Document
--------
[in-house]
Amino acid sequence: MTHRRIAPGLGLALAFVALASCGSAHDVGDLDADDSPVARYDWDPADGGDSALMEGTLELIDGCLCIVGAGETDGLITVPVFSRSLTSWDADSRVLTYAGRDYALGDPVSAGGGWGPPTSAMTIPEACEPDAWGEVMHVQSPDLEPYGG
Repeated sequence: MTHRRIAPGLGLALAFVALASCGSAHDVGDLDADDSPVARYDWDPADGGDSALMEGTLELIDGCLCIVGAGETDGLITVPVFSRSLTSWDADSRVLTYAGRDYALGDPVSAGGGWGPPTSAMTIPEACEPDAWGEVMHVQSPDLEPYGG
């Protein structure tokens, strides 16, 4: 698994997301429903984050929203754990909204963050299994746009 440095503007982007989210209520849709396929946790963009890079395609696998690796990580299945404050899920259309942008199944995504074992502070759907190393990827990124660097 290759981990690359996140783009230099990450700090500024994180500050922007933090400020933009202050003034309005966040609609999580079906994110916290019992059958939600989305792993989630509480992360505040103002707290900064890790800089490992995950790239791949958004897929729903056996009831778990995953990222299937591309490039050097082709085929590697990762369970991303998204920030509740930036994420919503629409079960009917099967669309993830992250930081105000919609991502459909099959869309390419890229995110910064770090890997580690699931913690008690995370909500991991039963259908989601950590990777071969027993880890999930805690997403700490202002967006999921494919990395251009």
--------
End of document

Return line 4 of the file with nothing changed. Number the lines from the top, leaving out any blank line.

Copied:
């Protein structure tokens, strides 16, 4: 698994997301429903984050929203754990909204963050299994746009 440095503007982007989210209520849709396929946790963009890079395609696998690796990580299945404050899920259309942008199944995504074992502070759907190393990827990124660097 290759981990690359996140783009230099990450700090500024994180500050922007933090400020933009202050003034309005966040609609999580079906994110916290019992059958939600989305792993989630509480992360505040103002707290900064890790800089490992995950790239791949958004897929729903056996009831778990995953990222299937591309490039050097082709085929590697990762369970991303998204920030509740930036994420919503629409079960009917099967669309993830992250930081105000919609991502459909099959869309390419890229995110910064770090890997580690699931913690008690995370909500991991039963259908989601950590990777071969027993880890999930805690997403700490202002967006999921494919990395251009």